8.2   Results
The baseline system: Following Schone and Jurafsky (2001), we use Goldsmith’s (2001) Linguistica 12 as our baseline system for unsupervised morphological learning. The first row of Table 4 shows the results of our baseline system on the test set when it is trained on the Bengali corpus described in Sect. 8.1 (with all the training parameters set to their default values). As we can see, the exact accuracy is about 36%. On the other hand, the baseline achieves a decent F-score of 60.63%. This indicates that many of the analyses returned by Linguistica are only partially correct rather than exactly correct. A closer examination of Linguistica’s output reveals that it is particularly weak at segmenting Bengali compound words and its complex verbal inflectional system.
Table 4 Results. The best exact accuracy and F-score are highlighted.

System variations

Exact accuracy (%)

Precision (%)

Recall (%)

F-score (%)






Basic induction





Length dependent thresholds





Detecting composite suffixes





Improving root induction





Our segmentation algorithm: Results of our segmentation algorithm are shown in rows 2–5 of Table 4. Specifically, row 2 shows the results of our segmentation algorithm when used in conjunction with the basic morpheme induction methods described in Sects. 3.13.3. Rows 3–5 show the results when our techniques for employing length-dependent thresholds, detecting composite suffixes, and improving root induction are incorporated into the basic system one after the other. It is worth mentioning that (1) our basic algorithm already outperforms the baseline system by a wide margin in terms of both evaluation metrics; and (2) while each of our additions to the basic algorithm boosts system performance, composite suffix detection and improved root induction contribute to performance improvements particularly significantly. As we can see, the best segmentation performance is achieved when all of our three additions are applied to the basic algorithm. 13 We also performed 5-fold cross validation and found that each addition to the system improves performance statistically significantly at p = 0.05.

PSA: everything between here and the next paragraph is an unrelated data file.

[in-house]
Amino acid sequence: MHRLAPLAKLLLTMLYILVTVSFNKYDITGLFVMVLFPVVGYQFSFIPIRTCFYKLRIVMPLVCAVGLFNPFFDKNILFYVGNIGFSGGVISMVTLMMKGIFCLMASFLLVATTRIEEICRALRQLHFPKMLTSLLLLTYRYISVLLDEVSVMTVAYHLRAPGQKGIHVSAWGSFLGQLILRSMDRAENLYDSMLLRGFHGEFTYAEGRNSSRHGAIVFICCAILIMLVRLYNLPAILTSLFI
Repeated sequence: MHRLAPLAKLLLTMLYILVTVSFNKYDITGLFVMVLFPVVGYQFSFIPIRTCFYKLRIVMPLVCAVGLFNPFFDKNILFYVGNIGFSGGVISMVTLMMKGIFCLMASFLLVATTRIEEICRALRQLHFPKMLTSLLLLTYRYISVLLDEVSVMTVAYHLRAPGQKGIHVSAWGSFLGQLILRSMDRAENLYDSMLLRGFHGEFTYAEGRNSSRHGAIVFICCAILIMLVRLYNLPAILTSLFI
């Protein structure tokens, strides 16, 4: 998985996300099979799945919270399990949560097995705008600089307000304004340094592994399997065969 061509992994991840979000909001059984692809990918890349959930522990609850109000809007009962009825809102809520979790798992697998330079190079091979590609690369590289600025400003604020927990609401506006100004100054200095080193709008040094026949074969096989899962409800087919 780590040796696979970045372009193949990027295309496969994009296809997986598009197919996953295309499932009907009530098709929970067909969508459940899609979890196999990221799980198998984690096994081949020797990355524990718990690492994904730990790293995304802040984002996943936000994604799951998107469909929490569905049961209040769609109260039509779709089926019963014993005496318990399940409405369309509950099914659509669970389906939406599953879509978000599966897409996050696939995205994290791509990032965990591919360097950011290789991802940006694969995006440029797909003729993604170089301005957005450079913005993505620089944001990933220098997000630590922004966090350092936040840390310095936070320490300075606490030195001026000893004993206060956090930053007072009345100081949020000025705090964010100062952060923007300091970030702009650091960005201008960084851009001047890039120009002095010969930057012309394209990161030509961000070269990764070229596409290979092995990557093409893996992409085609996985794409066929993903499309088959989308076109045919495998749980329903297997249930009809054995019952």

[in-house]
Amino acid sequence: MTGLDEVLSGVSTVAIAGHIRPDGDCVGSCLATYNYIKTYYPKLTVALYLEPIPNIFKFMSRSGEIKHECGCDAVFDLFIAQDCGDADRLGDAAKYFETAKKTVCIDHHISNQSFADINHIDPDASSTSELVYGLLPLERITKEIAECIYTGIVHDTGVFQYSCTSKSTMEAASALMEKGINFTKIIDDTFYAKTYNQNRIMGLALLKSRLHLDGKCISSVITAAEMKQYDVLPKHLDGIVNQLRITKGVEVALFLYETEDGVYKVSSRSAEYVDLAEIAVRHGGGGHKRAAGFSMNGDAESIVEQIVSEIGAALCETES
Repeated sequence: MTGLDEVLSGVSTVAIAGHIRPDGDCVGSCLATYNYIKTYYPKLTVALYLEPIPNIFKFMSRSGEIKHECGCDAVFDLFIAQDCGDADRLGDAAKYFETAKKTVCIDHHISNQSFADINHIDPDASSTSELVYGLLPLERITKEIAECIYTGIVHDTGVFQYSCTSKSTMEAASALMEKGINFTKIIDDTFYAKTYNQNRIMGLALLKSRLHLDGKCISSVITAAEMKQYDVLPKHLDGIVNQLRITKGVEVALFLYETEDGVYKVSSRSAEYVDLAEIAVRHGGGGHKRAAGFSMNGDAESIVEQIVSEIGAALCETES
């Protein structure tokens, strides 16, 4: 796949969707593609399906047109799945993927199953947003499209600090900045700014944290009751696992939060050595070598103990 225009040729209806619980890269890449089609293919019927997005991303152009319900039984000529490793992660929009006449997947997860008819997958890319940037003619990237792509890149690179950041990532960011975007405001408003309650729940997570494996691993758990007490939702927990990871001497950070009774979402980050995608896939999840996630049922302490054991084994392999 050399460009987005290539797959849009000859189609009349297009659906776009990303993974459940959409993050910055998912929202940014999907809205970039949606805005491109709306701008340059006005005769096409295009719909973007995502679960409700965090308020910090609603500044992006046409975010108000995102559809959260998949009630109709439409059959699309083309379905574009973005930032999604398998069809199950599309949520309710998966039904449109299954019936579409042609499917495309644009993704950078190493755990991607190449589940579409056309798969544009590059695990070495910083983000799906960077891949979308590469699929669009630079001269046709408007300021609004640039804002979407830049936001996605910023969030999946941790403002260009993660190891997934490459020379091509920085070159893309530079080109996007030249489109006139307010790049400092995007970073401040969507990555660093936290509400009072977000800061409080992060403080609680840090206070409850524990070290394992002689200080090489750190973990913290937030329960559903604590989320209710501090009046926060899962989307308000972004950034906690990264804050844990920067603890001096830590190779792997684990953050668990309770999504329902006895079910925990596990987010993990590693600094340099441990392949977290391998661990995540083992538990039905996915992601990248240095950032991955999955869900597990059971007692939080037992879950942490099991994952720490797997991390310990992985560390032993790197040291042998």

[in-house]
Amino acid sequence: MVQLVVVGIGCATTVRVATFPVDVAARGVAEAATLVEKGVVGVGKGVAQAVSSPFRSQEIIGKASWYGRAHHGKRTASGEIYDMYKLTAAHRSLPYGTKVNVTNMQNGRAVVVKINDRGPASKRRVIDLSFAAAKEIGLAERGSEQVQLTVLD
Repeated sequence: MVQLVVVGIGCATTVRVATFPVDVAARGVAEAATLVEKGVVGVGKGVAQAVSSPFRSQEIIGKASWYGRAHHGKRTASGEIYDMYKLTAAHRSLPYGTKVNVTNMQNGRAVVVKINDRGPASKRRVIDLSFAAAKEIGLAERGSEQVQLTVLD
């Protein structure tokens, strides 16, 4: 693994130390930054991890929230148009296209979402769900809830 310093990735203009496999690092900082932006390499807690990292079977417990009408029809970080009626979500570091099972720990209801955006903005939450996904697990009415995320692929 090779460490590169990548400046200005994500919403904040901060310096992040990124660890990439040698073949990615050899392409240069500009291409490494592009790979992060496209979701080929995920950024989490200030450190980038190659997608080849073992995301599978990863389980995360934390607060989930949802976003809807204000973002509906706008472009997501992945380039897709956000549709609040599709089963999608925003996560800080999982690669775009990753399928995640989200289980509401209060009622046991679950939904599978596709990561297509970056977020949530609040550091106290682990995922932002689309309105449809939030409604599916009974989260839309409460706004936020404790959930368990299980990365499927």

8.3   Discussion and error analysis
As part of the analysis of our algorithm, we examine whether our morphological analyzer can handle complicated test cases. We found that our system successfully segments complex verbal inflections like “দুলিয়ে
িল” (dUlIyECIl) as “dUl + IyE + CI + l”, and multi-root words like “বিণে·়াদনকেন্দ্রগুলে·়াও” (bInOdnkEndRgUlOo) as “bInOd + n + kEndR + gUlO + o”. Even more interestingly, it correctly parses English words, which are widely used in the Sports section of the newspaper. For example, words like “বলিং” (blIng) and “ফাইনালিস্ট”(FAinAlIS∼t) are correctly segmented as “bl + Ing” and “FAinAl + IS∼t”, respectively. It is worth mentioning that the compounding nature of Bengali and the influence of foreign languages have introduced into our repository a lot of new words, whose presence increases the difficulty of the segmentation task. Nevertheless, our morphological parser manages to stem those words correctly.

We also examined the words that were incorrectly segmented by our system. The errors can be broadly divided into following categories: